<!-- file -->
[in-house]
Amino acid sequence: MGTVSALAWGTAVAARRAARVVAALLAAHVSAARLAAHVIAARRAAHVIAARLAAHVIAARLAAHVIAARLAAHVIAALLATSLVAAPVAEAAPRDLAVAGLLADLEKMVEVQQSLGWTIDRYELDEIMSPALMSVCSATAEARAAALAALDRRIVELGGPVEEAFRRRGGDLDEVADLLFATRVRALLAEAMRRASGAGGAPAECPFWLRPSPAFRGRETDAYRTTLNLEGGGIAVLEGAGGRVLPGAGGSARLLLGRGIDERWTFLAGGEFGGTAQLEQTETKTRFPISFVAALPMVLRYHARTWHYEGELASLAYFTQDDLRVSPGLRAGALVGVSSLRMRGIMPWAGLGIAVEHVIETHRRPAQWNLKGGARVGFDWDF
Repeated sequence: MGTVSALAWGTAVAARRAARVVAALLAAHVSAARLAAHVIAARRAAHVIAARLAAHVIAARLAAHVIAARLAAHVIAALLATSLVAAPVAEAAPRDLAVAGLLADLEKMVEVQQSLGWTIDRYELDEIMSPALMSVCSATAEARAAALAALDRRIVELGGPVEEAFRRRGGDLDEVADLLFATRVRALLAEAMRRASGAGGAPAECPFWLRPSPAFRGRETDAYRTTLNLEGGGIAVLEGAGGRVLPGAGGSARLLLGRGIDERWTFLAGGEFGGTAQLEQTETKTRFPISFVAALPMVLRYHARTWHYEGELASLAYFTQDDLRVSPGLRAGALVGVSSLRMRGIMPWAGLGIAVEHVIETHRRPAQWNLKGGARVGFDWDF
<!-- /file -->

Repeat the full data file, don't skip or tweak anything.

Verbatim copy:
[in-house]
Amino acid sequence: MGTVSALAWGTAVAARRAARVVAALLAAHVSAARLAAHVIAARRAAHVIAARLAAHVIAARLAAHVIAARLAAHVIAALLATSLVAAPVAEAAPRDLAVAGLLADLEKMVEVQQSLGWTIDRYELDEIMSPALMSVCSATAEARAAALAALDRRIVELGGPVEEAFRRRGGDLDEVADLLFATRVRALLAEAMRRASGAGGAPAECPFWLRPSPAFRGRETDAYRTTLNLEGGGIAVLEGAGGRVLPGAGGSARLLLGRGIDERWTFLAGGEFGGTAQLEQTETKTRFPISFVAALPMVLRYHARTWHYEGELASLAYFTQDDLRVSPGLRAGALVGVSSLRMRGIMPWAGLGIAVEHVIETHRRPAQWNLKGGARVGFDWDF
Repeated sequence: MGTVSALAWGTAVAARRAARVVAALLAAHVSAARLAAHVIAARRAAHVIAARLAAHVIAARLAAHVIAARLAAHVIAALLATSLVAAPVAEAAPRDLAVAGLLADLEKMVEVQQSLGWTIDRYELDEIMSPALMSVCSATAEARAAALAALDRRIVELGGPVEEAFRRRGGDLDEVADLLFATRVRALLAEAMRRASGAGGAPAECPFWLRPSPAFRGRETDAYRTTLNLEGGGIAVLEGAGGRVLPGAGGSARLLLGRGIDERWTFLAGGEFGGTAQLEQTETKTRFPISFVAALPMVLRYHARTWHYEGELASLAYFTQDDLRVSPGLRAGALVGVSSLRMRGIMPWAGLGIAVEHVIETHRRPAQWNLKGGARVGFDWDF